We hear it so often that it’s easy to assume it must be true. “Our data is gold, and we should be compensated for it.” These two statements basically tell consumers that they are being taken advantage of, even ripped off by Big Tech. Not surprisingly, this has led to resentment and calls for action. But there is just one problem: Both assertions are much more wrong than right. Today’s leading technology companies are extraordinarily profitable, but this is far more due to the unique features of information economics than any data ownership or usage abuses.
In recent years, there have been numerous efforts to determine how much our individual data is worth. Some studies have looked at Big Tech’s revenue per user; others focus on market capitalization per user. We think profits per user is the best starting point because any ongoing payments to individual consumers would come directly out of a company’s bottom line.
Calculating profits per consumer is much easier to do at a global level because that’s where publicly reported financial data is most consistently available. We can further simplify things by just assessing Alphabet (Google) and Meta (Facebook). While Apple, Microsoft, and Amazon all sell data-driven advertising to some extent, it’s a very small share of their overall businesses. Similarly, we don’t need to include Twitter because it’s relatively small, and it lost money in 2021.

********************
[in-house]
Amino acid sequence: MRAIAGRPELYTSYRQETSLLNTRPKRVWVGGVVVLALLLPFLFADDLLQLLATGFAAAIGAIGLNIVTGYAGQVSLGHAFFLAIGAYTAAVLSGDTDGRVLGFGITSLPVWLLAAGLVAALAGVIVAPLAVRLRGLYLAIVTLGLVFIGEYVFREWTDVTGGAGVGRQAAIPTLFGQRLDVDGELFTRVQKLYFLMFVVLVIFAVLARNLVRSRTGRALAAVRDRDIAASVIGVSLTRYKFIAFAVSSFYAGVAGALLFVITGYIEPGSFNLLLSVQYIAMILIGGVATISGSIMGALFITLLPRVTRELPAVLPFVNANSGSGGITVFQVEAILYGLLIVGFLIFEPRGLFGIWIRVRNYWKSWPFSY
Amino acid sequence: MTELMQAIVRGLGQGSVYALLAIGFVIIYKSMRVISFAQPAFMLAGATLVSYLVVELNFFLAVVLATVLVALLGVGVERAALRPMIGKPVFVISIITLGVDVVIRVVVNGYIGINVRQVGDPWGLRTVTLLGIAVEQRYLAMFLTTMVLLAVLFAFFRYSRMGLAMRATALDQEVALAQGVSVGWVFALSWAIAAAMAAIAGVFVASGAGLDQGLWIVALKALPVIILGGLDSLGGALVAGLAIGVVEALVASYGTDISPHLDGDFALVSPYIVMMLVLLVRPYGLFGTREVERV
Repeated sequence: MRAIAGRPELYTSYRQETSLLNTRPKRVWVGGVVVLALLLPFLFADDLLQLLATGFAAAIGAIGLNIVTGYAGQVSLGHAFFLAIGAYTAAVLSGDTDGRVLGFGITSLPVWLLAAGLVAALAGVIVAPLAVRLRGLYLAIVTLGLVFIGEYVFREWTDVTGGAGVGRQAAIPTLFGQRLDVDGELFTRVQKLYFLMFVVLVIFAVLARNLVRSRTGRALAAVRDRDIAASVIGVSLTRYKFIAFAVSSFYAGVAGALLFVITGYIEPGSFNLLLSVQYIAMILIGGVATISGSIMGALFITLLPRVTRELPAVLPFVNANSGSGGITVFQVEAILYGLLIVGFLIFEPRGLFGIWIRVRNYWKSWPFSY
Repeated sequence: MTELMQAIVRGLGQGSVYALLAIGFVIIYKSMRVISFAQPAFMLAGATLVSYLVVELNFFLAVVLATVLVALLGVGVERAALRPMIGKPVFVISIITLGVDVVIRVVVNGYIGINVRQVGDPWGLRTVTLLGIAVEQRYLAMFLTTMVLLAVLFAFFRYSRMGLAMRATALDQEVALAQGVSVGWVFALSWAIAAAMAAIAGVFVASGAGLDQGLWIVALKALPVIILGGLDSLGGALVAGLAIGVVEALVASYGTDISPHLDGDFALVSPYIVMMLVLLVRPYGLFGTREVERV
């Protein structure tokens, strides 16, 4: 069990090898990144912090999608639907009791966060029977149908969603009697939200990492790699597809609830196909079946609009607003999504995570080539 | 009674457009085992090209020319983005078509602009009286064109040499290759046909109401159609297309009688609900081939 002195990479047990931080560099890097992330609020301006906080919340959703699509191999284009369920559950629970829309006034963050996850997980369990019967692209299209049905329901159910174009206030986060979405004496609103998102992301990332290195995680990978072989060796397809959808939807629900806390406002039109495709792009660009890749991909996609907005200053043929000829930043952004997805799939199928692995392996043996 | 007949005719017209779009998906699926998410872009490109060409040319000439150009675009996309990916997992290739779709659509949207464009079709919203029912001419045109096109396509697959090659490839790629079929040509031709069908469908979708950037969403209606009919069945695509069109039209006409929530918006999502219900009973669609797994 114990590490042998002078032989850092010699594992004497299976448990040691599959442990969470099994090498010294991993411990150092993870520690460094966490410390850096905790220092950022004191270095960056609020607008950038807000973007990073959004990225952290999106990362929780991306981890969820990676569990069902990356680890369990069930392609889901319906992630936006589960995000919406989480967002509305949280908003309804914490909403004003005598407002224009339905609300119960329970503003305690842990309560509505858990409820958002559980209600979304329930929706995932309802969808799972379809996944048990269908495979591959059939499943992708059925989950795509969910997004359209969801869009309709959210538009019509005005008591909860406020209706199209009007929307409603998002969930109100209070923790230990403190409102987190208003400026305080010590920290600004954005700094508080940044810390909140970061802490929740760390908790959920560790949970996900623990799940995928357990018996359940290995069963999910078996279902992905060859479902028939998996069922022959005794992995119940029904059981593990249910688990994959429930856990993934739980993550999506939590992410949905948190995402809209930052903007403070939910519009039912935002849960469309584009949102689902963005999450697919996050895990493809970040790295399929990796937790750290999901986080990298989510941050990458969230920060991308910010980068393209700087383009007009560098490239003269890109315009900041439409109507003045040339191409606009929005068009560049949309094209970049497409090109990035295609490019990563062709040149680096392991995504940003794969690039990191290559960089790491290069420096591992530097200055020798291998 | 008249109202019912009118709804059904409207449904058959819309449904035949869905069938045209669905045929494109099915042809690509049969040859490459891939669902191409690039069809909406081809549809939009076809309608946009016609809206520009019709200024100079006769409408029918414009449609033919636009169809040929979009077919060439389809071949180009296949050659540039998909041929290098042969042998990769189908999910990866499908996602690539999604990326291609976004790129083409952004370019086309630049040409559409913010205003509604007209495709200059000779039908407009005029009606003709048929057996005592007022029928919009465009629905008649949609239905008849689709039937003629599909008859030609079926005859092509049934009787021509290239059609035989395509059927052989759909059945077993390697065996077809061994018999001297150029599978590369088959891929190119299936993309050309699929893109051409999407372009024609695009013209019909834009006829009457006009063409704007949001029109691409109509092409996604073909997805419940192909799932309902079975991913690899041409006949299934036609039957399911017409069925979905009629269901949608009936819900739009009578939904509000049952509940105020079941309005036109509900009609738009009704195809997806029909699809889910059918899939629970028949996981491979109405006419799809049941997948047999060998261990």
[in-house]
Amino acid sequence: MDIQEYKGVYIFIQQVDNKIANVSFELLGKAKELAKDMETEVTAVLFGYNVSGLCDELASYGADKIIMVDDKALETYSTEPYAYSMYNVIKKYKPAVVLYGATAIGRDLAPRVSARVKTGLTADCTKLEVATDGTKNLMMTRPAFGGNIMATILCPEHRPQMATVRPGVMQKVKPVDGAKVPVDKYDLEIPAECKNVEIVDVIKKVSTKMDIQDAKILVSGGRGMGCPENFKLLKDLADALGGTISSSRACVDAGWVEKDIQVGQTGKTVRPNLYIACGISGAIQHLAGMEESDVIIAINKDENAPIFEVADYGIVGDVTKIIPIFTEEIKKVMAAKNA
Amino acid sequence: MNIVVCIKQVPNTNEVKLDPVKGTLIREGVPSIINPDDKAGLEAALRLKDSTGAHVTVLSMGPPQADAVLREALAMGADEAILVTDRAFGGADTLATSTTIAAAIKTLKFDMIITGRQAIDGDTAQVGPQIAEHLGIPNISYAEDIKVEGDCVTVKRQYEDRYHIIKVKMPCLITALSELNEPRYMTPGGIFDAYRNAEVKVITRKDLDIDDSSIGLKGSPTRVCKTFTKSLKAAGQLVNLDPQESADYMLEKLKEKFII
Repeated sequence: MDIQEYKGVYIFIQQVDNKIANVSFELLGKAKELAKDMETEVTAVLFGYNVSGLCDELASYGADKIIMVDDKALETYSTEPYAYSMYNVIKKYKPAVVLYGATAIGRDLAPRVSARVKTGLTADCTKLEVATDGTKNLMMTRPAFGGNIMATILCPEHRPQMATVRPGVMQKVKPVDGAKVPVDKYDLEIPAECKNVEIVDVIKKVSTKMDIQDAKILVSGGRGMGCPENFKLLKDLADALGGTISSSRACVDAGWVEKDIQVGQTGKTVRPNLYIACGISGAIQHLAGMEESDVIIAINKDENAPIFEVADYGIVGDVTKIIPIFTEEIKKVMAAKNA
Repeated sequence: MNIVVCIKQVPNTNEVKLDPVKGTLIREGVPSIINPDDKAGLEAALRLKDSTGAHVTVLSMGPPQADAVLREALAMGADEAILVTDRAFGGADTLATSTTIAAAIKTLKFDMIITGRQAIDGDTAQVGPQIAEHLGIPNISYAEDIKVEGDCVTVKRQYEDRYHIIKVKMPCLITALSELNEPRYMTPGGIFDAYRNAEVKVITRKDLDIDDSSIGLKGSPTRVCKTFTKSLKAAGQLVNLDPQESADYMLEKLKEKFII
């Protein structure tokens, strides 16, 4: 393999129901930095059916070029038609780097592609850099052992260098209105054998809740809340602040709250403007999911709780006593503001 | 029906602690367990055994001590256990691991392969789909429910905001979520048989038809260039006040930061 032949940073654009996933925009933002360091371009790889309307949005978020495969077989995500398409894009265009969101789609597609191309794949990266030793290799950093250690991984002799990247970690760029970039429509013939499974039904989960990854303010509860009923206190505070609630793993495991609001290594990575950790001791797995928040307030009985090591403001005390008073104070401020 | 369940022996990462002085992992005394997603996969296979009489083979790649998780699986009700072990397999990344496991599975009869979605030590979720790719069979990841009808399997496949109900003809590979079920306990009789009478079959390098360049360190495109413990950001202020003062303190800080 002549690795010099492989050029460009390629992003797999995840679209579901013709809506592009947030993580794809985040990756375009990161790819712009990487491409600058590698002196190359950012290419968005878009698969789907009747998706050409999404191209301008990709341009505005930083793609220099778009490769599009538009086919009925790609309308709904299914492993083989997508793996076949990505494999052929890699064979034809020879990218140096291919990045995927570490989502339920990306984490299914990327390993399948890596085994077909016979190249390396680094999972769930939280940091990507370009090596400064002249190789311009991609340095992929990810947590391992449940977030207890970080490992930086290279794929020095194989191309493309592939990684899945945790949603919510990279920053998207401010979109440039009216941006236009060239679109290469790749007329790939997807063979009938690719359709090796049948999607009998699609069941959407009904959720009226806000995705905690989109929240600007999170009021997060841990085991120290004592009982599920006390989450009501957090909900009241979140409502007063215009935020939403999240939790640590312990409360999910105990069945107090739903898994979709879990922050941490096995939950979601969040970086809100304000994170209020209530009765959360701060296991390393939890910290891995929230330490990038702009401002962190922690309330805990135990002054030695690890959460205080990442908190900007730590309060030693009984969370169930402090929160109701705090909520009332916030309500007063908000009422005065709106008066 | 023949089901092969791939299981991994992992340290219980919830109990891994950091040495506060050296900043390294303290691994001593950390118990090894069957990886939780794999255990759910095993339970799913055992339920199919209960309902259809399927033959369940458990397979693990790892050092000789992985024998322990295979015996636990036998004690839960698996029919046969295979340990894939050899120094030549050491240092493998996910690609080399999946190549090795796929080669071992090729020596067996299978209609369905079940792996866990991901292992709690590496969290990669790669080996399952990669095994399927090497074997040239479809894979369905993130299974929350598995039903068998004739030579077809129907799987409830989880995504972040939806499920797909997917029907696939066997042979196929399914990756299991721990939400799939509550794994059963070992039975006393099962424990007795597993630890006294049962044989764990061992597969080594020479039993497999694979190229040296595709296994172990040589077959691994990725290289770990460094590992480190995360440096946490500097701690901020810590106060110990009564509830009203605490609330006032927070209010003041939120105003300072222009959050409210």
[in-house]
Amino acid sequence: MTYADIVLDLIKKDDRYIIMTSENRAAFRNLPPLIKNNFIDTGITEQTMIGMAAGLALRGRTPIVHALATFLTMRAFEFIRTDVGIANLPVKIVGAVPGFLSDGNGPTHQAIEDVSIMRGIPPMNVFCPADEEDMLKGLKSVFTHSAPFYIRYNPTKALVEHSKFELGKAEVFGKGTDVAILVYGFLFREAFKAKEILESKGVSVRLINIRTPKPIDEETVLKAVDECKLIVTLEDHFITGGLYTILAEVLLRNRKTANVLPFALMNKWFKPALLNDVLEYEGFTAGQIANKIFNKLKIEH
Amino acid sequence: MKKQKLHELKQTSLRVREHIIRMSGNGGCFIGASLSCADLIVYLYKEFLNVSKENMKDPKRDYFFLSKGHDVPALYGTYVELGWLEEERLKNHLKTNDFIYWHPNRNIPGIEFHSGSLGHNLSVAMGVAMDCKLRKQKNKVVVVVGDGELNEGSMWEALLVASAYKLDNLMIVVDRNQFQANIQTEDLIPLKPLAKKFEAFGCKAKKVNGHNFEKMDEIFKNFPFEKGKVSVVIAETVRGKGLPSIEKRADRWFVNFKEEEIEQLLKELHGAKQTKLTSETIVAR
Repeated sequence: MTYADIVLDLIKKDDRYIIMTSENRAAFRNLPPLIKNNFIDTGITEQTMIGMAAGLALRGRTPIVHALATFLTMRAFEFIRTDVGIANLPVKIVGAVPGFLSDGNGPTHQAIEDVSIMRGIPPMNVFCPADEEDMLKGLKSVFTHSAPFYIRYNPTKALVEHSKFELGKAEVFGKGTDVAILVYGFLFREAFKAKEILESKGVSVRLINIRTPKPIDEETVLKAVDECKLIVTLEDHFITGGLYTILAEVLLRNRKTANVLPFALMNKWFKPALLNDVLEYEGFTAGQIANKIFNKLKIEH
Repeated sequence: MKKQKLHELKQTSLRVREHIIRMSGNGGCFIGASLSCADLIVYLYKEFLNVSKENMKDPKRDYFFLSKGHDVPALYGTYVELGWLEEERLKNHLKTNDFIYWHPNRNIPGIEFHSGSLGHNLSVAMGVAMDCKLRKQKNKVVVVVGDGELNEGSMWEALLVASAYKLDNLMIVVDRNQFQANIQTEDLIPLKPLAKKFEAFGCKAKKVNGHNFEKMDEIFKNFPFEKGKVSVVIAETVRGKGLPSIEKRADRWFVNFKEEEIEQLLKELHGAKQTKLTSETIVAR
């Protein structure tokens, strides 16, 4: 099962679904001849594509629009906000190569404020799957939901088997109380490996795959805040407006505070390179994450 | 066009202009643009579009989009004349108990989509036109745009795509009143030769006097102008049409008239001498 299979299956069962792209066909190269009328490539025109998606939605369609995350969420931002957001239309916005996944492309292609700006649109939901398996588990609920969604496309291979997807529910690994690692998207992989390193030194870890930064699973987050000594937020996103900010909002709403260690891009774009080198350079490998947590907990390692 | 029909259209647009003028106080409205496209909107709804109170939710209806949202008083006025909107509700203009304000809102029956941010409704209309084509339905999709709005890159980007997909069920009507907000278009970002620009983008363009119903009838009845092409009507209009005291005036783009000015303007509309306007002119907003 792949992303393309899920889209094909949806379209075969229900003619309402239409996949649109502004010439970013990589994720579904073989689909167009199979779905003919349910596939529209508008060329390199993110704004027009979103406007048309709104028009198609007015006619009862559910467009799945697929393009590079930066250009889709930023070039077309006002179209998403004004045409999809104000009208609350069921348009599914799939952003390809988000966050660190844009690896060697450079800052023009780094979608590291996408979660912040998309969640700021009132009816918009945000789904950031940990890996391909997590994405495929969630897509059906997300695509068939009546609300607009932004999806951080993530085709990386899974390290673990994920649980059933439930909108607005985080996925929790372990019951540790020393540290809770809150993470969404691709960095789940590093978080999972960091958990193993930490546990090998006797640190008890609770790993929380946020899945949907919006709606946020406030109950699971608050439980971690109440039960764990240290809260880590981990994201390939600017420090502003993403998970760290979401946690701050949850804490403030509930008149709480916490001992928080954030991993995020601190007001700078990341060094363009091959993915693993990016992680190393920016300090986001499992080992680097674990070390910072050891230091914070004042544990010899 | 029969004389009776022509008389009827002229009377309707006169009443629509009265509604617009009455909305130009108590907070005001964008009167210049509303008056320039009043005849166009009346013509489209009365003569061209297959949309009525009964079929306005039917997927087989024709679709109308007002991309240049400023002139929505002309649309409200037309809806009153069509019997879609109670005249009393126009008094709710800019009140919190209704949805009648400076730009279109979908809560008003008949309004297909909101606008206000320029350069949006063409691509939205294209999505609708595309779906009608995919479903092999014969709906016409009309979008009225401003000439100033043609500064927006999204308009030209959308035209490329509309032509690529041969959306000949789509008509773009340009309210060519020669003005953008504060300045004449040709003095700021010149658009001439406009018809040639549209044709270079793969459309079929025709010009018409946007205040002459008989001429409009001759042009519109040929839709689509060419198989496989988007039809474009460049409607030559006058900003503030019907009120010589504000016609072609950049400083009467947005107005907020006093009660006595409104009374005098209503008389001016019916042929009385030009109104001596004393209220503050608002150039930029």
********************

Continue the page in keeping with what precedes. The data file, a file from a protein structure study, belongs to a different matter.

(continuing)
Let’s begin with Alphabet. In the year ending December 31, 2021, the company had revenues of $257 billion and a net income of $76 billion. According to its annual 10K filing, advertising revenues accounted for $209 billion, or 81 percent of total revenues. As ads are Alphabet’s cash cow, let’s assume that 90 percent of its profits were also ad-based. This translates into $68 billion in advertising profits in 2021. Now let’s suppose that, for whatever reasons, Alphabet makes the extraordinary gesture of giving half of this ($34 billion) back to its data sources.
Since Alphabet gets valuable data from both the users of its services as well as Internet, YouTube, and other content providers, let’s say that it gives both groups half of the $34 billion, or $17 billion each. How should we divide up this $17 billion? Alphabet says that it has nine businesses with more than a billion users—Search, Chrome, Gmail, Android, YouTube, Maps, Google Play, Google Drive, and Google Photos. Best estimates are that roughly 4 billion people use at least one Alphabet product. Using the same 81 percent share above, let’s say that some 3 billion use its ad-based services. If we divide $17 billion by 3 billion users, we get $5.60 per consumer during 2021, more like a cup of artisan coffee than a pot of gold.